Also, the Eagles avoided Bradford becoming an unrestricted free agent by signing him to a two-year deal worth up to $35 million, with $26 million guaranteed. And in the for-what-it’s-worth department, the Eagles also acquired free-agent quarterback Chase Daniel (Kansas City Chiefs) on a three-year deal worth as much as $21 million with $12 million guaranteed.

After taking Wentz, the Eagles used their next three draft picks to give help to whomever is quarterback — Oregon State center/guard Isaac Seumalo (Round 3, No. 79), West Virginia running back Wendell Smallwood (Round 5, No. 153) and Texas Christian tackle Halapoulivaati Vaitai (Round 5, 164).

In free agency, they signed guard Brandon Brooks (Houston) to a five-year deal that could be worth $40 million, including $11 million as a signing bonus and $21 million guaranteed.

But perhaps the Eagles’ most important offseason addition was Schwartz as the defensive coordinator. Last year, the Eagles gave up 27 or more points in eight of their last 10 games and finished 28th in points allowed, 30th in total defense, 32nd against the run and yielded a franchise-record 36 touchdown passes.

Here is a closer look at the newcomers and key players and how they should factor into the Eagles’ 2016 team:

NovaCare Complex, Philadelphia, PA, 7/24, 7/27

2015 RECORD: 7-9

COACH: Doug Pederson
1st season as Eagles/NFL head coach

16; 9 offense, 7 defense, kicker, punter

OFFSEASON STANDOUT: Cornerback Leodis McKelvin.

–McKelvin’s familiarity with defensive coordinator Jim Schwartz’s system was a big plus for him this spring. The free-agent signee had the best season of his career in 2014 under Schwartz in Buffalo. He took more first-team reps than any other cornerback this spring and made the most of them. He’ll head into training camp as a favorite to win one of the two starting corner jobs.

The draft — A closer look at the Eagles’ picks (8):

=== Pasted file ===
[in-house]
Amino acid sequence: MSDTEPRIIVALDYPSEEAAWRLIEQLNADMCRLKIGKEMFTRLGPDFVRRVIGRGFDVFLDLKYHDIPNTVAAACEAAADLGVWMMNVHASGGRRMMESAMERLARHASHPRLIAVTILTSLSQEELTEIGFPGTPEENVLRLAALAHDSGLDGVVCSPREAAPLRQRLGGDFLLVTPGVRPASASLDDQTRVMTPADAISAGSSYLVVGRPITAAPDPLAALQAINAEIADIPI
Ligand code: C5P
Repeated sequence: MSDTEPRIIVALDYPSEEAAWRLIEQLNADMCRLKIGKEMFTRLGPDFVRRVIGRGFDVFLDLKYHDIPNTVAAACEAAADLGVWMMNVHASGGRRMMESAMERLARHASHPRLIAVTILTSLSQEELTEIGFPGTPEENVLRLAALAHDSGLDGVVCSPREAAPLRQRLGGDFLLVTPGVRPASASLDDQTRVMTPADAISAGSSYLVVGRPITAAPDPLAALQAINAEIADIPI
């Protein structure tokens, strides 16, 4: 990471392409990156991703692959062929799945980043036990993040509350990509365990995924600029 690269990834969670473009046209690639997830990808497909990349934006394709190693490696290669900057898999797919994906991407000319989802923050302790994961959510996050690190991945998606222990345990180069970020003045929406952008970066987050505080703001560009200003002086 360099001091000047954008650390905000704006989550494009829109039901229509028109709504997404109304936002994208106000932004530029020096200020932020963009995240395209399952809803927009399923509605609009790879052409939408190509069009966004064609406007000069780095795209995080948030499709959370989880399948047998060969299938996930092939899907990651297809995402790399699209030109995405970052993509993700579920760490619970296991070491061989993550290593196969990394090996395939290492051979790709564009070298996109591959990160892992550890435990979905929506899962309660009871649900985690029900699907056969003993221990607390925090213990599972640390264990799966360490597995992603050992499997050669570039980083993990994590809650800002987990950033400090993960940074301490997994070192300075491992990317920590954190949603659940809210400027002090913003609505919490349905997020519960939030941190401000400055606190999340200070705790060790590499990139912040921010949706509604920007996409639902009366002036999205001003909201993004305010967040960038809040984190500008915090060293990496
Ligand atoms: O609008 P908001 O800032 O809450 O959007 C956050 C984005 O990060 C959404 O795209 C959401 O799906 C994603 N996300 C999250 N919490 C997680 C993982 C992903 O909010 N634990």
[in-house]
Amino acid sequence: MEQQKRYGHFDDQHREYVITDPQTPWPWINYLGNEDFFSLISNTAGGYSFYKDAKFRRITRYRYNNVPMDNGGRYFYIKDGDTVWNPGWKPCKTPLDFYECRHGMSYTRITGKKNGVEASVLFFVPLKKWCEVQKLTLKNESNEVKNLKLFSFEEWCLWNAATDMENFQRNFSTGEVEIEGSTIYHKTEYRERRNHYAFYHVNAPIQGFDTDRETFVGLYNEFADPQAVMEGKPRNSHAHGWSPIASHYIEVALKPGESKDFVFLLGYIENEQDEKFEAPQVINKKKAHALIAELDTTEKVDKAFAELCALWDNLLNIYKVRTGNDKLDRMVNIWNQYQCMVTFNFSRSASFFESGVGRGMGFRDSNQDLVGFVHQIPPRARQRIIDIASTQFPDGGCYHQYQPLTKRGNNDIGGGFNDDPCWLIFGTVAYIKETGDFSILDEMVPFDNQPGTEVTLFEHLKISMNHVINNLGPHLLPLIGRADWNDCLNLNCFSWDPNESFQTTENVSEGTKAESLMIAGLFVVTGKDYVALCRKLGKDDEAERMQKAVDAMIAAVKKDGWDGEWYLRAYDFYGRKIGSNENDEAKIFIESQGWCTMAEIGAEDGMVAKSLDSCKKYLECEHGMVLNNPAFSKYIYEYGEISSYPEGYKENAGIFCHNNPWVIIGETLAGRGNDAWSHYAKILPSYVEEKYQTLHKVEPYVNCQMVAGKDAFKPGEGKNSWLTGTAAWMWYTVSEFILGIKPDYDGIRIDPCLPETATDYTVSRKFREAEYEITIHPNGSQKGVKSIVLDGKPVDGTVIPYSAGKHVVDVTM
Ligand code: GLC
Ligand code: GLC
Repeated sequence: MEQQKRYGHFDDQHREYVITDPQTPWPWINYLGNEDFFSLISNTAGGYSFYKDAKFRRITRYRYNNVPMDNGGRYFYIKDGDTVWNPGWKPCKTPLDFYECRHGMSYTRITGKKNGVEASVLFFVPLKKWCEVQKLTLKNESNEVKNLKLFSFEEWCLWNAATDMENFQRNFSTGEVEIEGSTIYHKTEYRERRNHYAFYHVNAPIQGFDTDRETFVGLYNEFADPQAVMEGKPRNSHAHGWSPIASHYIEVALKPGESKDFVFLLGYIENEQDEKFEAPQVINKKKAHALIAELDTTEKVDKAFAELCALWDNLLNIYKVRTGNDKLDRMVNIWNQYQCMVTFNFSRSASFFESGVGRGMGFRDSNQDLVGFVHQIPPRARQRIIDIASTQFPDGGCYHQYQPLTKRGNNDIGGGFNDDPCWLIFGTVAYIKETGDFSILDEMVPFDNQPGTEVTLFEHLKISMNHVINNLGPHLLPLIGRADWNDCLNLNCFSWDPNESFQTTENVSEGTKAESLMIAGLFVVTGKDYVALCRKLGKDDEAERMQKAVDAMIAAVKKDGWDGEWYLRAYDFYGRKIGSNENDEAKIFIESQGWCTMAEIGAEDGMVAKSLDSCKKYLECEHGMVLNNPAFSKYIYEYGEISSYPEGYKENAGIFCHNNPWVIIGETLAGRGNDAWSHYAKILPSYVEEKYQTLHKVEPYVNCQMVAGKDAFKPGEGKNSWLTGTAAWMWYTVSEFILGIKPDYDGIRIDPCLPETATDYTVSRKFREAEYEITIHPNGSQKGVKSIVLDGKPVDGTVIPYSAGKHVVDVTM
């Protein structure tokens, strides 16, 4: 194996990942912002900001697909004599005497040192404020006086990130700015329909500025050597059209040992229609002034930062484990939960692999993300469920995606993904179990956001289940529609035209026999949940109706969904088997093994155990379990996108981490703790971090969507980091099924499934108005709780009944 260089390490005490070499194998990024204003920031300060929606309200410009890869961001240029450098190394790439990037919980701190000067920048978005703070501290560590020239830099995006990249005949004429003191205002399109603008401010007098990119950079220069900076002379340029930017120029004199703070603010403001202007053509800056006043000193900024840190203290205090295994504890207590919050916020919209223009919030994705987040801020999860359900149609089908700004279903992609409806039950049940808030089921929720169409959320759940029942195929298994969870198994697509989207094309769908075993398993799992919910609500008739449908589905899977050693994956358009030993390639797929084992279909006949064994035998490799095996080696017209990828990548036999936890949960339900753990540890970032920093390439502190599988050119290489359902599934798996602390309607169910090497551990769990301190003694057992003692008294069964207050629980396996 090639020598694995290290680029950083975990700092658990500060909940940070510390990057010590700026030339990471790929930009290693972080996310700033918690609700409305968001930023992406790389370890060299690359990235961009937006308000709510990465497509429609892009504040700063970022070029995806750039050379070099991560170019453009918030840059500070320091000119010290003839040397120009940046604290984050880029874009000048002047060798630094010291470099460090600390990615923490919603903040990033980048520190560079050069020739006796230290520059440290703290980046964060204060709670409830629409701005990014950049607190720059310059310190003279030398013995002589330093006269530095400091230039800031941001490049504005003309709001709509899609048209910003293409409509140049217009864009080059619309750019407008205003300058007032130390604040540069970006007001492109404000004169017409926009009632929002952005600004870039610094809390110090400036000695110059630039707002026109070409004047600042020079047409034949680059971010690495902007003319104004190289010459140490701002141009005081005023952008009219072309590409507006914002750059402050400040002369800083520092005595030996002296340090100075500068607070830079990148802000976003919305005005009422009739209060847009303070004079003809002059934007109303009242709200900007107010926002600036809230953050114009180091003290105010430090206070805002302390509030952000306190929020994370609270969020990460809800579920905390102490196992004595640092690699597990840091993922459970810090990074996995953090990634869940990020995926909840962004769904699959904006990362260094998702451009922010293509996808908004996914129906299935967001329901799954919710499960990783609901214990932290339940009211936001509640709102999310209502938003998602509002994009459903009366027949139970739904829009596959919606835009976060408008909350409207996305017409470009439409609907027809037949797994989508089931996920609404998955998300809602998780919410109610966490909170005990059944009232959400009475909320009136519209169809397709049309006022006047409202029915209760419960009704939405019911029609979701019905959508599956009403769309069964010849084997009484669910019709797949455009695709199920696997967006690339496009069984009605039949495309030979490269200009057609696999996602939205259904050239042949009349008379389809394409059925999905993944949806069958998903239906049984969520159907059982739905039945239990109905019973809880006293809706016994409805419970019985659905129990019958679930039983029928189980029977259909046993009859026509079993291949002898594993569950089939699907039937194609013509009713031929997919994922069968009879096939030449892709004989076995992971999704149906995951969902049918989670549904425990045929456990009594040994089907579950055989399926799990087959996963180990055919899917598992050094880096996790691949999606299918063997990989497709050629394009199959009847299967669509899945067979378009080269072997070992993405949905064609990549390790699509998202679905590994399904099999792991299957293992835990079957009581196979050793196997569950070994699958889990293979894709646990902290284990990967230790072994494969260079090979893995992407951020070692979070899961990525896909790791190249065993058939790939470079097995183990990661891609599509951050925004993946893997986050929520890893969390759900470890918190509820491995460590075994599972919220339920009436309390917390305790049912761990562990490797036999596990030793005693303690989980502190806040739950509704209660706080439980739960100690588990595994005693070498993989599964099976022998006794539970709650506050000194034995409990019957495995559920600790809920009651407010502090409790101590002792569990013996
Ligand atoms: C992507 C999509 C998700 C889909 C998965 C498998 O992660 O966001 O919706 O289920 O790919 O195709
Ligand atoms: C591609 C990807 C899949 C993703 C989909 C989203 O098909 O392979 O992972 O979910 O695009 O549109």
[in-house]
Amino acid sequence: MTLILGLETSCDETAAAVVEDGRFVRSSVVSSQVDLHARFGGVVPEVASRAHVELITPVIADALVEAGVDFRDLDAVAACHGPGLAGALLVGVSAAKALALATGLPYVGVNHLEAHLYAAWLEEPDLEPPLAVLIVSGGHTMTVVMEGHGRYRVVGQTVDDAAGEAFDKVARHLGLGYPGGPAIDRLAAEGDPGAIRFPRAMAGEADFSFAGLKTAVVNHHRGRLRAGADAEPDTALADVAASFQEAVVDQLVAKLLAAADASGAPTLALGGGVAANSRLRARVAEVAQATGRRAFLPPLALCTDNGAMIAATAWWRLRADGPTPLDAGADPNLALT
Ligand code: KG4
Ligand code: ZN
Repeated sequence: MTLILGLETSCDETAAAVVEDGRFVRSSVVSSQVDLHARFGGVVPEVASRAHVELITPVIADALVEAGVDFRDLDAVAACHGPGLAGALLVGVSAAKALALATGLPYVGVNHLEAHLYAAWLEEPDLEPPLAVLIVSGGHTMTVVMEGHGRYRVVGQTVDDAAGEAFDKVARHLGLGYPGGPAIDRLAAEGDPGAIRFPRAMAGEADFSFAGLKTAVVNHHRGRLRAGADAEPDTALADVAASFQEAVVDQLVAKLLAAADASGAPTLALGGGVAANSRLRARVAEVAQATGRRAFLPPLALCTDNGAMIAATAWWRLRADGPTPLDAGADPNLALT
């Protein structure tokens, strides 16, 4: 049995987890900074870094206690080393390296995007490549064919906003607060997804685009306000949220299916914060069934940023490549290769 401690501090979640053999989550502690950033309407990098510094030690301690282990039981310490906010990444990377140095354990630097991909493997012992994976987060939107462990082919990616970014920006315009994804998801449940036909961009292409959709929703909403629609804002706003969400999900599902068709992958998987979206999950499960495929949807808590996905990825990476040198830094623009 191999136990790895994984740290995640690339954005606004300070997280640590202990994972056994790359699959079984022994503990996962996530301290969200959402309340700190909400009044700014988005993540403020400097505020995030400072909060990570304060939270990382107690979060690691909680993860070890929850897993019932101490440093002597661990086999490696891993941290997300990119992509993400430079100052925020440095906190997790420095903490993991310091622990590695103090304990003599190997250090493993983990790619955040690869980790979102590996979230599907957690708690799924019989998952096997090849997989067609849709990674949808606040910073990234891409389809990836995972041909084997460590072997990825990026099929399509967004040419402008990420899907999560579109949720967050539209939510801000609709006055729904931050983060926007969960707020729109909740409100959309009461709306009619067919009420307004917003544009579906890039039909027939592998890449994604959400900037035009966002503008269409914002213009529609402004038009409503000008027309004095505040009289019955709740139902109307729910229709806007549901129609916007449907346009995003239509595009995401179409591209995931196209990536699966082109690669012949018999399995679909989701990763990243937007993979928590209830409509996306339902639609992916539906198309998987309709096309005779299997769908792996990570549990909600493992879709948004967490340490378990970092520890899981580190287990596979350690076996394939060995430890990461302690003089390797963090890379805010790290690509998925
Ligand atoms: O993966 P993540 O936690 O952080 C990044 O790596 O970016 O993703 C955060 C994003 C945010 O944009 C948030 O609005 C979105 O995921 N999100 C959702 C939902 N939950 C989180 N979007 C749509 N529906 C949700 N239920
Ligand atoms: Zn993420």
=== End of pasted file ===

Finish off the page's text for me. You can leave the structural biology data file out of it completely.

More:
–Round 1/2 – Carson Wentz, QB, 6-5, 235, North Dakota State

The Eagles traded away the guts of two drafts to move up from No. 8 to No. 2 to take Wentz. They expect him to be their starting quarterback at some point, but probably not this season.

–Round 3/79 – Isaac Seumalo, G/C, 6-4, 303, Oregon State

The Eagles like Seumalo’s versatility. He can play all five line positions. He started 37 games for the Beavers, including 23 at center. He’ll compete for the starting left-guard job this summer.

Round 5/153 – Wendell Smallwood, RB, 5-10, 208, West Virginia

Smallwood will compete for the No. 3 running-back job behind Ryan Mathews and Darren Sproles. He led the Big 12 in rushing with 1,519 yards and led the nation in runs of 10 or more yards.

Round 5/164 – Halapoulivaati Vaitai, T, 6-6, 320, Texas Christian

Vaitai is a road grader who started 30 games for the Horned Frogs, 18 at right tackle and 12 at left tackle. He will learn behind starters Jason Peters and Lane Johnson, and possibly compete for the starting right-tackle job whenever Peters retires and Johnson moves over to the left side.

–Round 6/196 – Blake Countess, CB/S, 5-9, 184, Auburn

Countess wasn’t a Combine invitee, but the Eagles like his corner-safety versatility as well as his potential as a core special-teamer.